Trust Me, I’m A (Block Chain) Computer

Noted polymath Nick Szabo published a new article yesterday, “The Dawn of Trustworthy Computing“.

Celebrated within the Bitcoin community, he’s the guy that came up with the concept of BitGold before Bitcoin and has written some of the most significant essays in the field over recent years (see ‘Shelling Out – The Origins of Money’ and his seminal paper on Smart Contracts, ‘Formalizing and Securing Relationships on Public Networks‘).

There are a few points from this new piece that really drive home the power of the technology that underpins the system. I recommend that you go and read it yourself (here) but given its importance, I thought that for today’s post, I’d try to give a high level summary of what is invariably, yet again, another excellent piece of work.

Szabo starts by pointing out that we currently rely on a system that is designed in such a way that the ‘other end’ of our computers (i.e. the web servers etc) has to be run by an individual or collection of people that we are required to trust. The system simply could not work unless you did. This has a significant downside as it means that no security measures will ever be able to prevent the data that you share in this way from being hacked or leaked if it is sufficiently valuable to someone else.

But think of how commerce operates. When you pay to see a film at the cinema, you simply hand across the money. We benefit from controls embedded within the system (the guy behind the desk checks you’ve paid the right money and gives you a ticket without asking your name). OK, so the process may be slow if there’s a queue but we receive a ticket and the cinema can control how many people get into the screening. However, compare that with an online transaction online. As we’ve established, the system of computers that we currently rely on is not very trustworthy, given that it is liable to hacks or leaks. However an online transaction will usually force you to fill out forms containing additional valuable personal data. We are forced to accept the risk of this data being lost because the time-saving from having computers involved (rather than requiring all customers to visit a shop to pay in cash, for example) is so significant.

But block chain computing changes all of this.

In this new system, a virtual computer that is protected by cryptography and consensus technology is now shared across many computers. It is a system in which each computer is required to check the work of the other computers in the network. The result? We can now explore interactions that were just too risky before this system was invented. We no longer need to place our trust in an individual or group on the other end of our computer.

The use of the word trust can often be confusing. For newcomers who are confused by people talking about ‘trustless’ systems, Szabo suggests ‘trust-minimised’ would be more accurate.  So instead of having to rely on (i.e. trust) unknown third parties to do what they’ve promised, each computer will reliably execute the instructions that we provide (subject to the 51% issue of course). Within this new network, we couldn’t trust the computers if we relied on them as individuals. But together, when all of the computers are constrained by mathematical rules, the end result is a reliable and secure network.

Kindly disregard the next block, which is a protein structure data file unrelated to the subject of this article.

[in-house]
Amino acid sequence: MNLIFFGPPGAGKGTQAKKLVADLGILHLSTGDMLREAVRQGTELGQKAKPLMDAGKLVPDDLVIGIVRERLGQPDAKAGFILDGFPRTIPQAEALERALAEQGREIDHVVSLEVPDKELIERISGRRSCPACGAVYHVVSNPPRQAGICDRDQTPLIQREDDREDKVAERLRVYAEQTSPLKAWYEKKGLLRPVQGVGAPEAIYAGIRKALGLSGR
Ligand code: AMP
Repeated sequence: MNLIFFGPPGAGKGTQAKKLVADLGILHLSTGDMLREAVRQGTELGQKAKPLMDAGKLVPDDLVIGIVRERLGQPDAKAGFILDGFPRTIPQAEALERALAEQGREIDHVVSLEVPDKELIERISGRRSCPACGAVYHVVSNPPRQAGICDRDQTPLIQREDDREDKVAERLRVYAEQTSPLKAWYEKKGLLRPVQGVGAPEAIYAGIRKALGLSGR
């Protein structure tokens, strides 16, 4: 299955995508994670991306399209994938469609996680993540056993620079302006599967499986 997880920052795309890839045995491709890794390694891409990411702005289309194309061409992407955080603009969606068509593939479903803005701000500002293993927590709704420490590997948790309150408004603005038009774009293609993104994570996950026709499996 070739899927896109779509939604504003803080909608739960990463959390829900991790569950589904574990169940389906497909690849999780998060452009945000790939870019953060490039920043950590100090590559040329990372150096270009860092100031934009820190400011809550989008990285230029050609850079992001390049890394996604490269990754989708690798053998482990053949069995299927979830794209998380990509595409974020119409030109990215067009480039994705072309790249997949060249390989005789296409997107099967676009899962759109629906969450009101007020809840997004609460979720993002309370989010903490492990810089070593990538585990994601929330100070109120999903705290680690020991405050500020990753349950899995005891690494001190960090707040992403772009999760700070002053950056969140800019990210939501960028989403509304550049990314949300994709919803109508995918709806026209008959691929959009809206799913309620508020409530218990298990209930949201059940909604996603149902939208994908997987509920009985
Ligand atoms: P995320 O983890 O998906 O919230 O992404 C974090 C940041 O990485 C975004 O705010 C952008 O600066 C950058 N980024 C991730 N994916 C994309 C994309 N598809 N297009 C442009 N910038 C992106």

This is a powerful concept. Initially, we’ve seen block chain computers have been used primarily to develop a currency solution, namely Bitcoin. But now we are faced with an unforgeable record of transactional data being recorded in the block chain, we’ve can start to accelerate the development of further applications.

One area that fascinates me in particular is that of smart contracts. As Szabo writes:-

“The block chain can also make the search, negotiation, and verification phases of contracting more reliable and secure. With on-chain smart contracts we will be able to buy and sell many online services and financial instruments by button and slider instead of by laboriously filling out forms that disclose our private information.”

It’s worth noting that in order to achieve such powerful advantages of security and reliability, the decentralisation inevitably costs more (in terms of both money and time) when compared directly with the current system in which you rely on one web server alone. However, those advantages outweigh the negatives by an order of magnitude. Be careful however not to assuming that it is merely the fact that this improvement is simply because of the fact that the system has been decentralised:-

“It’s actually the protocol (Nakamoto consensus, which is highly distributed) combined with strong cryptography, rather than just decentralization per se, that is the source of the far higher reliability and and much lower vulnerability of block chains.”

It appears to be Szabo’s intention to follow up in the future by really digging into some of the applications are now possible on top of such a trust-minimised block chain. I can’t wait to see what he comes up with. In the meantime, if you’re more interested in the computer science behind the block chain itself, check out this handy list of papers.